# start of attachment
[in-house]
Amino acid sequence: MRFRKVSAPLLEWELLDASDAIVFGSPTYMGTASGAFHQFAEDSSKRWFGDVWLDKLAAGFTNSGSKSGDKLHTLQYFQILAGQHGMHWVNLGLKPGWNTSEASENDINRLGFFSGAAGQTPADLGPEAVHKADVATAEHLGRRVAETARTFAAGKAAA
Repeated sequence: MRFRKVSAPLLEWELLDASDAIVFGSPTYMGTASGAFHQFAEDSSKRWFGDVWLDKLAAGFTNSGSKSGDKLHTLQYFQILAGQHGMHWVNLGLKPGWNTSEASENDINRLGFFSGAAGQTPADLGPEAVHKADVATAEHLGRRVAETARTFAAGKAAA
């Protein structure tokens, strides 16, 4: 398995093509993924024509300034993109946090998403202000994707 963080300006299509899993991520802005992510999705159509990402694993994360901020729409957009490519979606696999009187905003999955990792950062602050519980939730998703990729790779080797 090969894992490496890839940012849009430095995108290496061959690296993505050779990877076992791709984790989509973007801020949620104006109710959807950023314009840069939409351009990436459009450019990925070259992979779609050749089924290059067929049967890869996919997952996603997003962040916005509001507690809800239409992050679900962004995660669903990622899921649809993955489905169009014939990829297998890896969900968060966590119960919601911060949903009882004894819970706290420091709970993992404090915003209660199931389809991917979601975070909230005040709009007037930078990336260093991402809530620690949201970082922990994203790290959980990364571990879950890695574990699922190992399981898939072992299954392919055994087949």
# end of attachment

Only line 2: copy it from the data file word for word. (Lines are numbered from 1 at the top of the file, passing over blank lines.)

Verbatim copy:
Amino acid sequence: MRFRKVSAPLLEWELLDASDAIVFGSPTYMGTASGAFHQFAEDSSKRWFGDVWLDKLAAGFTNSGSKSGDKLHTLQYFQILAGQHGMHWVNLGLKPGWNTSEASENDINRLGFFSGAAGQTPADLGPEAVHKADVATAEHLGRRVAETARTFAAGKAAA